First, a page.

Writing with CFS and brain fog: Tradeoffs

The old me

Since last year – at about the same time of year (!), when I posted my 3 part series, Rules 1-10, Rules 11-20, and Rules 21-30 – at the height of try to get control of my body and brain so as to get some reliable regular writing output – an enormous number of things have changed.

Because I finished taxes last night, and have a few brain cells still firing tonight, I thought I would post about how things have CHANGED. Yup, changed. Improved. Become better. Gotten reliable (sort of).

The changed me – a year later, after turning pro

Here is a chunk from my journaling from two weeks ago – the writing world has become a new and happier place for me, at the same time I’m kind of falling apart (though hoping some of the physical deterioration is reversible and temporary):

“March 27, 2014 at 9:05 AM

The brain just kicked on – maybe it will last for a bit before it needs sleep.

I don’t know – it is 9am, I have been up since 7.

I am on target. God willin’ and the creek don’t rise, there will be a book out – Book 1 of Pride’s Children – this year (I’m aiming for before the end of September).

Since I turned pro on Dec. 12, 2013 (thanks for your book, also available on your website, Steven Pressfield), the joy of writing has come far more regularly, and the pain of writing has not only been manageable, it has been productive: it feeds into the writing. When Resistance to writing rears its ugly head, I have learned to look it in the eye and ask what is so important about the writing NOW that the Resistance has to try to suppress it – and I find gold where, without the Resistance, I might not even have thought to dig.


What is the blog for? To take snapshots along the way – for myself. Maybe for others – but writing in public forces a certain external form – and the hope of coherence – on the words that pour out, sometimes making sense. I blog because I can, because I still have something to say, and because it feels good.

I am manic – I don’t know why, but I revel in it: I am happy, I am going for, achieving, and sharing my goal.

When I have a writing problem (yes, I identify them now), I go and find a solution. If one isn’t out there quickly, in my books or on another writer’s site, I figure it out, make it up, and it works. Every. Single. Time. (So far – we don’t need arrogance or moral certainty here – EVERYONE gets problems they can’t identify, much less fix. Yet.)

Living within physical constraints

When I crash – and I will, shortly: there is no way this manic feeling of adrenaline rush is sustainable for me – I will put myself down for a nap with a notebook at hand.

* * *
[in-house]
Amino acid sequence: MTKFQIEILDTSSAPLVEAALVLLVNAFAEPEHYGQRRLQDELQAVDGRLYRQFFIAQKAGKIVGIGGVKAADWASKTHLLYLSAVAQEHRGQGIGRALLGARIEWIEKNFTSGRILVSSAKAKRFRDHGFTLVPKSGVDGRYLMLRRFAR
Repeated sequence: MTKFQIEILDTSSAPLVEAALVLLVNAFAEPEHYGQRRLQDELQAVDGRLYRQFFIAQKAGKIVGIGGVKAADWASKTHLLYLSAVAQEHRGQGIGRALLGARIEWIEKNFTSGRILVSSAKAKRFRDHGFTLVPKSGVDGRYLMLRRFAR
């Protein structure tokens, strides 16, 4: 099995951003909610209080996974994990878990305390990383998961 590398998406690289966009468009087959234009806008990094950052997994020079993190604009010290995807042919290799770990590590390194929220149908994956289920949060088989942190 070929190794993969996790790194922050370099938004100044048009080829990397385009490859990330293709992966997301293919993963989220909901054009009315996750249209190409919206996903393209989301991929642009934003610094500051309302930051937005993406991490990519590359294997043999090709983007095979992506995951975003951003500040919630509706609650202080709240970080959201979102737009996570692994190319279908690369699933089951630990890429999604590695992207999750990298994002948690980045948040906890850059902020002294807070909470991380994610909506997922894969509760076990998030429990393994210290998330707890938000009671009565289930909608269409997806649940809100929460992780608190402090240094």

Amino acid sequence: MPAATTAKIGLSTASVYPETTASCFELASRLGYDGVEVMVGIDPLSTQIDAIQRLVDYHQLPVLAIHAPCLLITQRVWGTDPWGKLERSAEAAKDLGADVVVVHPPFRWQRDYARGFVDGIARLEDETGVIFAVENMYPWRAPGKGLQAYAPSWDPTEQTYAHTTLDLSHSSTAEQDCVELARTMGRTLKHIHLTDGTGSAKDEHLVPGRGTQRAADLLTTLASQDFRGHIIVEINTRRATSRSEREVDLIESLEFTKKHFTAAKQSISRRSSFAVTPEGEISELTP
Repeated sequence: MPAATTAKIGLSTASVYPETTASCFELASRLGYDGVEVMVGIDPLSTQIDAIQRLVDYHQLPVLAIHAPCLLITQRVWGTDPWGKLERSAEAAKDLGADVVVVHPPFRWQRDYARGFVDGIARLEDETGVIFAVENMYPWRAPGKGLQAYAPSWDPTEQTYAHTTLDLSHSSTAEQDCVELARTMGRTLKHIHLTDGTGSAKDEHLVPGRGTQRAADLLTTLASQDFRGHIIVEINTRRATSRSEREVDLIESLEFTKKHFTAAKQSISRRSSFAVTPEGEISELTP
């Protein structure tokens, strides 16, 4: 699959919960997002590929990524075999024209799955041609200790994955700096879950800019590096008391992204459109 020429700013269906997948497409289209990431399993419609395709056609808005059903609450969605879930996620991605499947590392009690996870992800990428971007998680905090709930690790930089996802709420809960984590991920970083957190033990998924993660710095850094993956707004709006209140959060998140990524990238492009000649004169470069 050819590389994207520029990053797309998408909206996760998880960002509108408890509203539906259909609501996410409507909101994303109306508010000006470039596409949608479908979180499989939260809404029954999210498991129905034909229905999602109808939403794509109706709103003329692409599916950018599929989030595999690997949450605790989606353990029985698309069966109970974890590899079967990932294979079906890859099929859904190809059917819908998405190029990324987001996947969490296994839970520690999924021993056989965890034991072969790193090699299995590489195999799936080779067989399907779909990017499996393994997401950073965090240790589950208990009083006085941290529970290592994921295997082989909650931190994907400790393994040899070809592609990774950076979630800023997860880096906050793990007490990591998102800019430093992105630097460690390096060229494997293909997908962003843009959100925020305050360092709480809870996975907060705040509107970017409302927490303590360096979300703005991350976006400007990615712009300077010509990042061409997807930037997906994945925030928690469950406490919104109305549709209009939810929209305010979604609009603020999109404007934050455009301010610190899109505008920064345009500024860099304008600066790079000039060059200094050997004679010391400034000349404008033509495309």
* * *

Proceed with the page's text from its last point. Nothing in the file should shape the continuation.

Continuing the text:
I hope it is because I have successfully gotten the carbs out of my body, and it is working better than usual. I have worked for this, delaying food, eating extremely slowly (so the mind has a chance to notice the body is quite nicely full, thank you), measuring out peanuts rather than letting the hand live in the large peanut container. I eat a half a peanut at a time to make them last – to stretch them out for 20 minutes. My body thanks me later: my ‘satisfied’ switch doesn’t work, and my body will go from starving to stuffed in those twenty minutes if I let it. Later, the impulse passes, I am content, and I am not wondering why I did that to myself. The CFS and the lack of energy to make good decisions can be circumvented: with habits I’m establishing, and mostly follow: go to bed at a reasonable hour. Get up and get that B1 in there, working. Pray my tiny bit.

And as soon as I can – instantly some days, two or three hours later on others, block the web and set the first timer. We – mind, body, and I – sigh, ‘Ahhh!’ with pleasure, and settle down, interrupted as necessary for 35 min. rests during which I may or may not sleep, but the sludge seems to clear out of the working brain.

Minimize the times I need to leave the house, because leaving the house is my single biggest energy sinkhole in my universe. It’s a little better if I can get right to my ‘return nap,’ but leaving the house takes so much energy it is practically a guarantee of no further anything that day. As a good habit, I fight to have doctor’s appointments, yoga, and now PT happen after 2pm. It is amazingly difficult to do that sometimes. I persevere.

Deal with pain – do the yoga stretches in the writing breaks. Find the heating pad – leave it where I can plug it in instantly. Put the ice pack in the upstairs freezer – and a towel to go around it on the couch. No difficulty in getting heat and cold = using them. Minimize the extra pain meds – they leave me groggy, too groggy to write. Deal with the sciatica with yoga, exercise, stretches, mind, all my tools.